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Gas-Miser Measures

Is it true that shifting into neutral with an AUTOMATIC transmission will save mpg’s, or is that a myth??? Even if it does, is it potentially harmful to the transmission?

Other than reducing speed, lightening the load, coasting as much as possible, and avoiding “jack-rabbit” stops and starts, what are other gas-saving driving tips???

The question about neutral is asked here over and over and over and over. Please search.

Otter Here, You Have To Hold Your Mouth Just Right. Many Hiper-Milers Practice In Front Of A Mirror For Hours At A Time!

In the time it took you to type that, you could’ve typed the answer. Yes/no.

The way powertrains are set up on today’s cars, there is no fuel milegea gain by putting the transmission in neutral. You will just wear your brakes out faster.

Drive like their is an egg between your foot and the gas pedal and your fuel economy will really increase! In other words, easy does it.

If it is a newer car (late 90’s and up), putting it in neutral will cause you to get slightly lower MPG. (In other words, don’t do it, it will cost you more gas.)

When you shift an automatic transmission from neutral into gear, the whole drivetrain takes a jolt. Although the drivetrain is designed to withstand this jolt repeatedly for many years, doing this more than necessary will accelerate wear and lead to premature failure somewhere along the drivetrain.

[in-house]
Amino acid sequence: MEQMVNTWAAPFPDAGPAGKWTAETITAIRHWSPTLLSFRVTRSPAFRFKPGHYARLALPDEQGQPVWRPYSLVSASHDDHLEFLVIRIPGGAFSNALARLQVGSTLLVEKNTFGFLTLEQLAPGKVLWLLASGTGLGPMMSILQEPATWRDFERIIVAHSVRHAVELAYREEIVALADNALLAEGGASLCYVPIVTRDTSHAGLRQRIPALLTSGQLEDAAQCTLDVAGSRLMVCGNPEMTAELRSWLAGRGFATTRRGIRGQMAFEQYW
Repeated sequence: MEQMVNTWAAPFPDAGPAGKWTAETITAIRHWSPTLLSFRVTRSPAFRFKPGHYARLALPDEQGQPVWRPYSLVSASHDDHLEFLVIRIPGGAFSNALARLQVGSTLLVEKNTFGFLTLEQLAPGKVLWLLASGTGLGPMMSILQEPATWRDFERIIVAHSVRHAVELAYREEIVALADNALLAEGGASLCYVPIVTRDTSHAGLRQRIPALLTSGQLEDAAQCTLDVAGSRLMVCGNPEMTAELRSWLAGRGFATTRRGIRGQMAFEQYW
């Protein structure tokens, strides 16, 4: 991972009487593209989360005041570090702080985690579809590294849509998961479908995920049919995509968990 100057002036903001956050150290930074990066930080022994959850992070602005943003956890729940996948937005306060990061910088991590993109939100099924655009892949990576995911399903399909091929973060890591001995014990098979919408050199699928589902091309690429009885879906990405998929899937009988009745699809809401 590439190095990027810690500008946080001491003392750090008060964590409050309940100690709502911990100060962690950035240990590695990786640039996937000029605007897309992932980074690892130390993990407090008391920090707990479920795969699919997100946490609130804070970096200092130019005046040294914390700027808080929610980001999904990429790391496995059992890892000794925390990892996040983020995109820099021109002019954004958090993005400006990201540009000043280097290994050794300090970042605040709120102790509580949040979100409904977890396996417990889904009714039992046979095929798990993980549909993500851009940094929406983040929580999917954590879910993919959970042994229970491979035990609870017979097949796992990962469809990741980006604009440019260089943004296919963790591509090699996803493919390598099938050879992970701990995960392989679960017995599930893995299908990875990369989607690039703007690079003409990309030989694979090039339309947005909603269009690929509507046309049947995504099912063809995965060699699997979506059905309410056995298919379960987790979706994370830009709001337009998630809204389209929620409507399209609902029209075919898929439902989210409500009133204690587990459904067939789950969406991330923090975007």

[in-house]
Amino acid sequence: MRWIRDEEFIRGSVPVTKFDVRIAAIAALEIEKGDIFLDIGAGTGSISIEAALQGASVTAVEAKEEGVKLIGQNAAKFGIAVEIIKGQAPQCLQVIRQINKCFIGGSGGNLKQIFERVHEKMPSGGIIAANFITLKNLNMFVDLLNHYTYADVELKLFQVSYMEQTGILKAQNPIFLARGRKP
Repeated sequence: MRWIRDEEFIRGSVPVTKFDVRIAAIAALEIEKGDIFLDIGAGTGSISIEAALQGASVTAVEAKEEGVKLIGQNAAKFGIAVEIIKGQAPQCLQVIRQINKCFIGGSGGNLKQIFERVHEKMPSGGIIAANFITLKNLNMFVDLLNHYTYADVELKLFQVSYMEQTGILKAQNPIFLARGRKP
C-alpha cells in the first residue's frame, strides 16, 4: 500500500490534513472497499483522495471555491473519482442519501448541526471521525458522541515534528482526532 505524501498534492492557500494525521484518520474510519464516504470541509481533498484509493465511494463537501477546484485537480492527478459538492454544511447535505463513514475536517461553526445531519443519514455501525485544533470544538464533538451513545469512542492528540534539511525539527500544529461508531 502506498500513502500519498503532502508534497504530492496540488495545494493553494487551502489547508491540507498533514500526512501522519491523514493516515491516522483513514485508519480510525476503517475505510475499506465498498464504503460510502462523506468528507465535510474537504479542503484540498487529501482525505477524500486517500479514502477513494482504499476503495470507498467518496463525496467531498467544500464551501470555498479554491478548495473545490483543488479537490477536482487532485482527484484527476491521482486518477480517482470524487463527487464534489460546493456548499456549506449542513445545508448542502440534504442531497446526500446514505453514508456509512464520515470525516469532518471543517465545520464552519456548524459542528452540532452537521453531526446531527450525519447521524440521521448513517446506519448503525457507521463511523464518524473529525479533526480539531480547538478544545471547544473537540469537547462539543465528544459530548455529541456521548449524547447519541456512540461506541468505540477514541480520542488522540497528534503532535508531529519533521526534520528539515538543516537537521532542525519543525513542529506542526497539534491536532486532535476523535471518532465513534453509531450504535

In addition, many modern fuel injected cars will shut off fuel while you coast in gear. Coasting in neutral will mean the engine uses fuel to idle.

So just leave it in gear.

Shifting to neutral uses more gas than staying in gear. The computer in your new car will shut off the fuel injectors when you take your foot off the accelerator while in gear, meaning NO gas is being used to keep the engine running.

If you shift to neutral, however, the computer has to pulse the injectors with enough fuel to maintain engine idle.

Leave it in gear and save gas.

Here are some good ideas by T @ R; except, the one on changing octane grades. Use the octane recommended by your car maker. The wrong octane can worsen your fuel economy.

It’s too easy to put it into reverse by accident, and your $$$ saving plan is shot. Just drive gently, that’s the best thing you can do. I also keep my tires at 35 PSI, I think it helps.

There are and you have to go crazy to use them all but they could save a lot of gas money. They could cause a lot of repairs too if you aren’t lucky or skilled enough to remember what you are doing.

Lots of gas-saving tips on One that many people don’t hink about: Reduce idling time. So many peole tirn on their car, then buckle up, look for a radio station. Or stand for 10 minutes in a drive-thru line with the engine running.

Another is maintaining your car well. This will save much more than coasting.

More tips here:

If you do a lot of city driving, try anticipating the lights. If you can adjust your speed so that you hit each traffic light green, you can really save a lot of gas. It can be really difficult to do sometimes, you slow down a little to give the light time to change and some idiot will cut in front of you, race too the light and then have to come to a complete stop, and you have to stop while they began to accelerate. But if traffic isn’t too heavy, it can work.